The good news is that many cities are already working on heat protection plans. Such plans include, for example, opening public facilities with air conditioning as “heat shelters” and preparing hospitals. The city of Karlsruhe is also developing an app that shows cool places to go to on hot days. In the long term, we need more green roofs, more greenery in the city in general, and we should be careful not to block fresh air corridors. As a general rule, no one should work outside in the heat, or at least work should be reduced. Workers and employers should reach an agreement so that work schedules can be adjusted in response to official heat warnings. More needs to be done in terms of education. Following the American example of Hurricane Awareness Day, a Heat Wave Day could be proclaimed here in late spring. Neighborhoods could also be sensitized through social and traditional media to ensure that older single people and other vulnerable residents drink enough water during a heat wave.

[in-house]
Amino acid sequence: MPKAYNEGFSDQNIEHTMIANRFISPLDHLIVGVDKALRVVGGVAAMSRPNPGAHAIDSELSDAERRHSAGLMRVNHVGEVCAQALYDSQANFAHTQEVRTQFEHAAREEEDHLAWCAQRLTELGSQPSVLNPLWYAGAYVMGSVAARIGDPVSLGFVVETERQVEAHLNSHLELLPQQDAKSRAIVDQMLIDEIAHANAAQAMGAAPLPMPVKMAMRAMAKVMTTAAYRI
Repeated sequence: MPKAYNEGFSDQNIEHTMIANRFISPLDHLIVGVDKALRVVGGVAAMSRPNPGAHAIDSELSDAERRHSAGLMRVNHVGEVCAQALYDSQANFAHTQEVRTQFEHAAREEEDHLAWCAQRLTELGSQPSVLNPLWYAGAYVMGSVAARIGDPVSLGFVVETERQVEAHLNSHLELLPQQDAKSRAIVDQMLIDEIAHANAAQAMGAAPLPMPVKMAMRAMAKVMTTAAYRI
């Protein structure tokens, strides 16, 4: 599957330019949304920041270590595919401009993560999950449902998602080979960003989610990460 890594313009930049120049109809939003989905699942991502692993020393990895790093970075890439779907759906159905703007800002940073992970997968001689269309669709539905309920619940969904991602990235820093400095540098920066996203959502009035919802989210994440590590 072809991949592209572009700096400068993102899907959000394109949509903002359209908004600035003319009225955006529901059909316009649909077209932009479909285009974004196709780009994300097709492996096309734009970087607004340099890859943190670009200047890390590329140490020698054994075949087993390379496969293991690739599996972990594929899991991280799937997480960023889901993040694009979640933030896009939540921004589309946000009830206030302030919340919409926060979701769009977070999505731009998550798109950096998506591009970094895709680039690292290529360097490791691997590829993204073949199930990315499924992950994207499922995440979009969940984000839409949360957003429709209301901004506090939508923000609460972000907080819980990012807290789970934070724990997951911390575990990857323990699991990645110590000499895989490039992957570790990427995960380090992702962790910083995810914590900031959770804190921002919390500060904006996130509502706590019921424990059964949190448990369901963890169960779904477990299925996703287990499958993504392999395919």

In any case, the coming heat waves are one of the biggest challenges of climate change in Germany. We can already expect maximum temperatures of well over 40 degrees Celsius on several days in the summer. Time is running out for prevention, and we must act now.

(Photo: Magali Hauser, KIT)

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Published by: Helmholtz Association of German Research Centres, Anna-Louisa-Karsch-Str.2, 10178 Berlin

Editors: Sebastian Grote, Franziska Roeder, Martin Trinkaus
Questions to the editors should be sent to monthly@helmholtz.de

Photo credit: Phil Dera (Editorial)